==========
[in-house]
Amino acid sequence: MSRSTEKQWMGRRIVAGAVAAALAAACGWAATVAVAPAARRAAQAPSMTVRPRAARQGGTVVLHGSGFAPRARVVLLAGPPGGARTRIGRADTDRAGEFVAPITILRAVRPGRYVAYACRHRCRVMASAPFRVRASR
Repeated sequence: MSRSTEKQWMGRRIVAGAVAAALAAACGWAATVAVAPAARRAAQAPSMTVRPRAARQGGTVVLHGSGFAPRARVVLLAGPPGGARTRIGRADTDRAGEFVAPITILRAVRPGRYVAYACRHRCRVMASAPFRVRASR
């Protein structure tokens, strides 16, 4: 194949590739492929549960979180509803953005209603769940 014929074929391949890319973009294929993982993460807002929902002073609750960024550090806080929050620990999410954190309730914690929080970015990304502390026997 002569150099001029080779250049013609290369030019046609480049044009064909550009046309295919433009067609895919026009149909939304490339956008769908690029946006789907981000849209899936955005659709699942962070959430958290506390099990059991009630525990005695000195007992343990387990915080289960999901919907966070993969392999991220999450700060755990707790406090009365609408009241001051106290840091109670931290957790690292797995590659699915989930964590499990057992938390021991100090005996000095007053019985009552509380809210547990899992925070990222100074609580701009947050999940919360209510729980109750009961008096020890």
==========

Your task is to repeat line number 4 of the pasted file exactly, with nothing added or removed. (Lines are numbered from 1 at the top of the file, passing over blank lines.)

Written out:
């Protein structure tokens, strides 16, 4: 194949590739492929549960979180509803953005209603769940 014929074929391949890319973009294929993982993460807002929902002073609750960024550090806080929050620990999410954190309730914690929080970015990304502390026997 002569150099001029080779250049013609290369030019046609480049044009064909550009046309295919433009067609895919026009149909939304490339956008769908690029946006789907981000849209899936955005659709699942962070959430958290506390099990059991009630525990005695000195007992343990387990915080289960999901919907966070993969392999991220999450700060755990707790406090009365609408009241001051106290840091109670931290957790690292797995590659699915989930964590499990057992938390021991100090005996000095007053019985009552509380809210547990899992925070990222100074609580701009947050999940919360209510729980109750009961008096020890």